hub means for delivering the fluid medicament to the interior lumen.
20. An improved catheter apparatus having a cannula adapted for insertion through subcutaneous tissue into a patient's body so as to be indwelling within the body, and wherein the improvement comprises:
sheath means for placement onto at least a portion of the indwelling cannula and for delivery of anesthetic agents and other fluid medicaments to subcutaneous tissue surrounding the indwelling cannula and sheath means prior to removal of the cannula so as to minimize pain to the patient while the indwelling cannula is in place in the patient's body and during removal of the indwelling cannula, said sheath means having distal and proximal ends and comprising means defining an interior lumen running from the distal to the proximal end of the sheath means, the distal end of the sheath means having a blunt shape and being unattached to the cannula in order to resist passage beyond the subcutaneous tissue, said sheath means further comprising a plurality of delivery holes, spaced uniformly along said sheath means from the distal to the proximal end thereof, each of which form a fluid communication path between said lumen and the subcutaneous tissue surrounding said sheath means for delivery of the anesthetizing agents; and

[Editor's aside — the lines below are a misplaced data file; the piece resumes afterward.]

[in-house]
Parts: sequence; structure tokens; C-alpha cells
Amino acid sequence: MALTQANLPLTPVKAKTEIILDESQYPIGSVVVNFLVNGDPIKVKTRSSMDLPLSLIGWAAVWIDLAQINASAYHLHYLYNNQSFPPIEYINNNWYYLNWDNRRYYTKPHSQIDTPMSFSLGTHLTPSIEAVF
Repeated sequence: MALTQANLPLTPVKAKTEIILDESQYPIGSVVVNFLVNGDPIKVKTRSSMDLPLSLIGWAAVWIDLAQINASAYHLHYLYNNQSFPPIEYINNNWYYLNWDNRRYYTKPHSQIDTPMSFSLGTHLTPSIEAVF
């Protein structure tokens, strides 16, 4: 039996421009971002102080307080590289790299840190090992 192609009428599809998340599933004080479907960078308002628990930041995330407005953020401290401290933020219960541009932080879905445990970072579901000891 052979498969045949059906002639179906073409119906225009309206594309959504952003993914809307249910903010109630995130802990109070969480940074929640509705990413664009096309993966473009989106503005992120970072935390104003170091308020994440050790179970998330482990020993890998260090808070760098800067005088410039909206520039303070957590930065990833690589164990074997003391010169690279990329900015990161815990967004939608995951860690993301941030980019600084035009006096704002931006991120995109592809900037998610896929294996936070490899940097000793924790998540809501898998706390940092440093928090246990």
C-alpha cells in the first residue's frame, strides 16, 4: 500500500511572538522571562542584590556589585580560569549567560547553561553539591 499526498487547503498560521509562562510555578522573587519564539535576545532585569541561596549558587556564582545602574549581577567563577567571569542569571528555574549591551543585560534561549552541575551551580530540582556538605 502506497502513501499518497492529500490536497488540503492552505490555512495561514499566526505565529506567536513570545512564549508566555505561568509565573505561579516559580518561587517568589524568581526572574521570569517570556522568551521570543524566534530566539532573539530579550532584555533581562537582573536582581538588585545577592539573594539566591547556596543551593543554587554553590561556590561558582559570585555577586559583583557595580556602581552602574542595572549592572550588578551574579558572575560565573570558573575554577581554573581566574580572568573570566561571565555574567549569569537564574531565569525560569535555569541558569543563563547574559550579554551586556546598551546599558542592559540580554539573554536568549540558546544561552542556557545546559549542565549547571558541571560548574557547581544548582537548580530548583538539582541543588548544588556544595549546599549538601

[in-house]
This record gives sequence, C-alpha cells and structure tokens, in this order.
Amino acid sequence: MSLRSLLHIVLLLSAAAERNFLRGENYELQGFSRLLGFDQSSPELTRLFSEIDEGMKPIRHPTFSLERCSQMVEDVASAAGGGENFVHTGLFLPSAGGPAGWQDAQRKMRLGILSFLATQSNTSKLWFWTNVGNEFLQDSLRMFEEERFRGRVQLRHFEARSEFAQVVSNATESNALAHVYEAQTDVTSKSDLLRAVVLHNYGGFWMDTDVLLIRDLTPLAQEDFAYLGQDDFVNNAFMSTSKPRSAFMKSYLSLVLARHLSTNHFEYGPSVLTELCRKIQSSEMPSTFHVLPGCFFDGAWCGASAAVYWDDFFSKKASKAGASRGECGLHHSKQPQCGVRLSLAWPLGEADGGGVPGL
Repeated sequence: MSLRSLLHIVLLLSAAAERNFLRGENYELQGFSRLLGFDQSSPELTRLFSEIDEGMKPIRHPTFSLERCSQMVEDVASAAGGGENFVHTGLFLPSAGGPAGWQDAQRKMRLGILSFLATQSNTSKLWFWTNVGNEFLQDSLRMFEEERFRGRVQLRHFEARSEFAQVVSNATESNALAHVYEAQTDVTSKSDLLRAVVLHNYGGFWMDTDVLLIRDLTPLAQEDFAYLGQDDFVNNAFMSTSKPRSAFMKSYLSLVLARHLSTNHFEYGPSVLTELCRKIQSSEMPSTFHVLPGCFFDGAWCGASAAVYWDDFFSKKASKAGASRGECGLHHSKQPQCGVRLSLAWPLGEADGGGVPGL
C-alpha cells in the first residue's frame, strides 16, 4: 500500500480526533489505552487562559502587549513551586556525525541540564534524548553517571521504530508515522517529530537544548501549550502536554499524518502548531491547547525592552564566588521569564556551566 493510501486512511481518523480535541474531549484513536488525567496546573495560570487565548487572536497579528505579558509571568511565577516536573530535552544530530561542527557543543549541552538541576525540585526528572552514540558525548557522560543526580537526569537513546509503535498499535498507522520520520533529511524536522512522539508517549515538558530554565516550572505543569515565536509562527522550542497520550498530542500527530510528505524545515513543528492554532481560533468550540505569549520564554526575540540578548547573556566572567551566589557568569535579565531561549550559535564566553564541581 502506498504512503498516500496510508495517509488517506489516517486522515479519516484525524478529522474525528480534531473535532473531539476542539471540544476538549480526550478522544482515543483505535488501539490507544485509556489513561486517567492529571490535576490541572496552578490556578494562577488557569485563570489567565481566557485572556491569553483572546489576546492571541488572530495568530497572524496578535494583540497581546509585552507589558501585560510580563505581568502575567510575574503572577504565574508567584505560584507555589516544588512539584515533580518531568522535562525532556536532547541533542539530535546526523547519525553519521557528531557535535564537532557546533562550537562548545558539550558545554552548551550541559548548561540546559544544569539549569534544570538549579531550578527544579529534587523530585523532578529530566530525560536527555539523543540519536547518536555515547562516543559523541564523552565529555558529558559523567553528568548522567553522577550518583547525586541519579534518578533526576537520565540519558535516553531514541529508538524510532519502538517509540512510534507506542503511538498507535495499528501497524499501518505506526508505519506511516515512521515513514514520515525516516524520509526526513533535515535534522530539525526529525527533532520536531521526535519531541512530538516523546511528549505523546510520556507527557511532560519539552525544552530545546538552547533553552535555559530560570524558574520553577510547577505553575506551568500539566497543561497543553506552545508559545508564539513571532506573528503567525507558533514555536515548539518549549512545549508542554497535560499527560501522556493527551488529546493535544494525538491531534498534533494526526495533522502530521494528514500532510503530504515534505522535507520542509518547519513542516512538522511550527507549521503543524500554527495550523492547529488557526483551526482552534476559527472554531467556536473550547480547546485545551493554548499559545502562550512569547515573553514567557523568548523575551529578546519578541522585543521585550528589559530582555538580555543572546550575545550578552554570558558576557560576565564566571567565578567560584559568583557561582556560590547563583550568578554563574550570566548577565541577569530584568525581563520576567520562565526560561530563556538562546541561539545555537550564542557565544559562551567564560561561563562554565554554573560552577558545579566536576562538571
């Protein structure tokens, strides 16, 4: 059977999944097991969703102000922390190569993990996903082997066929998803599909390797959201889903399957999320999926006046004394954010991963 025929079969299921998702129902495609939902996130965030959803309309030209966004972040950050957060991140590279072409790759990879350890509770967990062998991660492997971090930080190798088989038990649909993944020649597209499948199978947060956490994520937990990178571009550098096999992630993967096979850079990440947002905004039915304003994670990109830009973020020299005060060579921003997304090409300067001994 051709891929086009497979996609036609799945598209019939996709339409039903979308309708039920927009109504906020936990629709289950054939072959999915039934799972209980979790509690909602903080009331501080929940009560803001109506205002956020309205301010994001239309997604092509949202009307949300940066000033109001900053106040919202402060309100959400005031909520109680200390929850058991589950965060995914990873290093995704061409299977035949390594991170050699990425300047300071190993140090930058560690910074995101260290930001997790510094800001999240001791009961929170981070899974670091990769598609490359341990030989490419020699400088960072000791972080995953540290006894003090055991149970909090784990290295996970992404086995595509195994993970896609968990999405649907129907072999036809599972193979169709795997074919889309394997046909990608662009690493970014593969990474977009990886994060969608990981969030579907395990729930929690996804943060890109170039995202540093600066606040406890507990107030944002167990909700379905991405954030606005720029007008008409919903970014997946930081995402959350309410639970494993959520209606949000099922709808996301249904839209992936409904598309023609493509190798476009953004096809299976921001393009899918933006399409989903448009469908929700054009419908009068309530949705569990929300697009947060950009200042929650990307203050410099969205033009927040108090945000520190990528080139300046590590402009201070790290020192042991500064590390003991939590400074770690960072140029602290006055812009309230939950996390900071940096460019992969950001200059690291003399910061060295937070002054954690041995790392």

hub means, joined to the proximal end of the sheath means, for delivering the anesthetizing agents to the interior tureen of said sheath means.
Description
DETAILED DESCRIPTION OF THE PREFERRED EMBODIMENTS